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Carnivale Christi

Whatever happened to beauty in art?

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 Contents - Aug 2004AD2000 August 2004 - Buy a copy now
Editorial: New challenges for Catholic education - Peter Westmore
Pope's representative reminds Australian religious leaders on liturgy abuses - Archbishop Francesco Canalini
News: The Church Around the World
Getting serious about orthodoxy: an American bishop shows how - Michael Gilchrist
Catholic politicians and informed conscience - Bishop Michael Sheridan
Bioethics: Embryo stem-cell research: time for a moral benchmark - Christopher Pyne MP
The morning after pill - Bishop Anthony Fisher
History: Catholic education: triumph over adversity - Cardinal George Pell
Carnivale Christi: Whatever happened to beauty in art? - Paul Fitzgerald
The Catholic Church and the Greens: why? - Tony Kearney
Letters: Missal translation - Pastor David Buck
Letters: Hymn parody - Peter Hannigan
Letters: Casual trend - Gina Voskulen
Letters: Parish revitalised - Br Con Moloney CFC
Letters: Threats to family - Gordon Southern
Letters: Abortion - Anne Boyce
Letters: Relearning needed - Anne Lastman
Letters: Gospel dates - Jack R. Nyman
Books: DANIEL MANNIX: Wit and Wisdom, by Michael Gilchrist - Hermann Kelly (reviewer)
Books: A Guide To The Passion Of The Christ : 100 Questions - Fr Scot Armstrong STL (reviewer)
Books: Interview with the author of 'The Da Vinci Hoax' - Carl E. Olsen
Books: More new titles for 2004 from AD Books
Reflection: Why teaching in a Catholic school is far more than a profession - Fr Dennis Byrnes

The following article is adapted from a talk given by Paul Fitzgerald, Australia's premier portrait-painter, at the Carnivale Christi arts festival in Melbourne. His many portraits include those of Pope John XXIII, Queen Elizabeth II, Sir Robert Menzies, and numerous statesmen, members of royalty, actors and sportsmen.

Many people dismiss the experience, knowledge and thinking of our ancestors as being primitive and passe. Sure the accumulated knowledge we have to work from today is greater than theirs, but not so our thinking power. Can we produce today intellects greater than Leonardo da Vinci or Shakespeare, or, to go back further, Euclid or Socrates?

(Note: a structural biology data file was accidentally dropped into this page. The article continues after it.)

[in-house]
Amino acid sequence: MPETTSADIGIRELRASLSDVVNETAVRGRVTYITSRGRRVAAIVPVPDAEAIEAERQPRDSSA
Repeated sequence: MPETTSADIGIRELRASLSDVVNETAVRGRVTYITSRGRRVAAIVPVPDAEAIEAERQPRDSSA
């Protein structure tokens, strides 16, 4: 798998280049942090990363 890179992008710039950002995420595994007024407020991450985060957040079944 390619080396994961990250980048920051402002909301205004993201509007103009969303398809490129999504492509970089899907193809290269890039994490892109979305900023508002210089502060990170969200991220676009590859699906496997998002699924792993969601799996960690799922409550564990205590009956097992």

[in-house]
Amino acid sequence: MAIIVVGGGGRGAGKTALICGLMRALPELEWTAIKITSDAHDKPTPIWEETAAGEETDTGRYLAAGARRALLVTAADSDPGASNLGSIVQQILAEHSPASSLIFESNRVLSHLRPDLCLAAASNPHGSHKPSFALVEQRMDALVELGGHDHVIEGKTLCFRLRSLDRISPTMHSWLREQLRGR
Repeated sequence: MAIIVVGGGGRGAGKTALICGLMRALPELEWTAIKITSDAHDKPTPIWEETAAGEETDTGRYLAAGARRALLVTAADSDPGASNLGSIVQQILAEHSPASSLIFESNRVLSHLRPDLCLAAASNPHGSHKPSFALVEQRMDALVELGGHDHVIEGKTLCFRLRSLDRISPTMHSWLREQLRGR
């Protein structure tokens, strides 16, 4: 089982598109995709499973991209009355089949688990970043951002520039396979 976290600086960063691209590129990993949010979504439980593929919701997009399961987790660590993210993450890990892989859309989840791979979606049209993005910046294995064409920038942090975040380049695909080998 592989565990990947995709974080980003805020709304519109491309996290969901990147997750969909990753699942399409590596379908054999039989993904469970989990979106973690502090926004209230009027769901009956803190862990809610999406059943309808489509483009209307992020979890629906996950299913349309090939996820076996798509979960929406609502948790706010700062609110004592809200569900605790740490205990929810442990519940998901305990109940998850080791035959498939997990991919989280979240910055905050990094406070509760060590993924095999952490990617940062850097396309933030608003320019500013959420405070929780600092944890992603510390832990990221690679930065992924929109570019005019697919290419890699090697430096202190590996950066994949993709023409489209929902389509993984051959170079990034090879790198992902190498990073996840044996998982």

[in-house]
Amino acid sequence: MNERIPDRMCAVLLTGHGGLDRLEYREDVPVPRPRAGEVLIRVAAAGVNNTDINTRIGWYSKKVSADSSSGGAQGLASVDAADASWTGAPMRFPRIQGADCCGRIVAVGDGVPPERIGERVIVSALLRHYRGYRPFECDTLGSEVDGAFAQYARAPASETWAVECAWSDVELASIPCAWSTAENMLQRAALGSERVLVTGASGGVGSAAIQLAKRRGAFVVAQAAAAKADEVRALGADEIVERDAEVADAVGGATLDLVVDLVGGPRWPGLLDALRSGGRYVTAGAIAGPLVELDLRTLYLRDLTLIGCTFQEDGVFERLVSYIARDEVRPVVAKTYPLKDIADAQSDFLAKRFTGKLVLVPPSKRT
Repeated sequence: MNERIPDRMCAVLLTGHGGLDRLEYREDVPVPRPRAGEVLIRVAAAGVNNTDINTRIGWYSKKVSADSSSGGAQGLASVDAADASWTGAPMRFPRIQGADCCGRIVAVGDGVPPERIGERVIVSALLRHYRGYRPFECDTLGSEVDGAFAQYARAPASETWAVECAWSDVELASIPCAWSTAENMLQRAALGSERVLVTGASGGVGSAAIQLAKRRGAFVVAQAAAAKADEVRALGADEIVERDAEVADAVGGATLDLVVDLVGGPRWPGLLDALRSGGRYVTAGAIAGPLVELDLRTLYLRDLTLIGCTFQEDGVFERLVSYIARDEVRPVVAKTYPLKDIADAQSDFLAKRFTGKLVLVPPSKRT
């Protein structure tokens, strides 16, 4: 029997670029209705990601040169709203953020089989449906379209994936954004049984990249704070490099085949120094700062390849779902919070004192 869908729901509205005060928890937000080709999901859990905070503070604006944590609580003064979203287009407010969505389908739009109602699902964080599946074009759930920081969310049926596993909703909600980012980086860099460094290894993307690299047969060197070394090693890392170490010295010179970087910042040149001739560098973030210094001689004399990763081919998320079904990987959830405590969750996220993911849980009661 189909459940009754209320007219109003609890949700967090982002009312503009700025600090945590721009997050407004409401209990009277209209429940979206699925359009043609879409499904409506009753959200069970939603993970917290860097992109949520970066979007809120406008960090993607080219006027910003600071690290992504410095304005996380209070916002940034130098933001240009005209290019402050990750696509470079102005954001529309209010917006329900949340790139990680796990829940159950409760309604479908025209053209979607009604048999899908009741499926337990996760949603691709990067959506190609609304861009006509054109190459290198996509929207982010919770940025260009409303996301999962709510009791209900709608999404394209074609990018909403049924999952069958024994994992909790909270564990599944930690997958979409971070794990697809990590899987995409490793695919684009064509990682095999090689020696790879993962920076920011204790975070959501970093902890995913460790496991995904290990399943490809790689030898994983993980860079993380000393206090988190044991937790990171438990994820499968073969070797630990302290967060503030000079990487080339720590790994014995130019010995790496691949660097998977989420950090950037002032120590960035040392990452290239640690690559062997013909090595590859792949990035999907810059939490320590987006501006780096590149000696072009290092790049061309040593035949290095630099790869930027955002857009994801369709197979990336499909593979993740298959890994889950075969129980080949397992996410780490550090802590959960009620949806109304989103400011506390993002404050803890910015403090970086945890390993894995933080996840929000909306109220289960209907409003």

Many people despise traditions. Chesterton pointed out the danger of this in a pithy essay. He defined tradition: "Tradition gives a vote to the most obscure of all races - our ancestors. It is a democracy of the dead. It refuses to surrender to the oligarchy of people who simply happen to be walking about."

He illustrated the point as follows. If you were walking down a country road and wanted to enter a field through a gate and saw no reason for the gate you would be wise to close it after you. There may be a dip in the field concealing a wild bull. If, however, you happen to know that it was there to keep in a wild bull that is now defunct, don't bother closing the gate.

So it is with traditions. If you know the reasons for them and they no longer apply to life today, and there are many such, then scrap them. If you do not - hold on to them. You may well have to learn their message the very hard way, as so many people have had to.

Ronald Conway cogently points out: "The great leaders and wise men of all communities have found the secret of combining the innovating impatience of youth with the need to preserve traditions having beauty and meaning, channelling innovating energy into life-preserving and life-enhancing activity."

What it makes sense to do therefore is to learn and absorb the vast treasure-house of knowledge from the past, adapt it to life today and try, if one possibly can, to add to it.

Incidentally, another pithy observation of Chesterton's was on atheism. I could never understand how anyone could possible think that the mighty coherence of life from the minute structures of atoms and the vastness of the universe with its unbelievable intricacies could function without some supernatural intellect as creator and maintainer.

As Chesterton put it: "The possibility of the whole of creation having come about through chance (as an atheist proclaims) is the same as if you were to fill a large barrel with thousands of letters of the alphabet, shaking them up, throwing them down and their landing as a dictionary."

Mark Rothko: Untitled (Black on Grey), 1969/1970; Vermeer Van Delft: 'Young Woman with a Water Jug' (1660-62), NY Metropolitan Museum of Art
Mark Rothko: Untitled (Black on Grey), 1969/1970; Vermeer Van Delft: 'Young Woman with a Water Jug' (1660-62), NY Metropolitan Museum of Art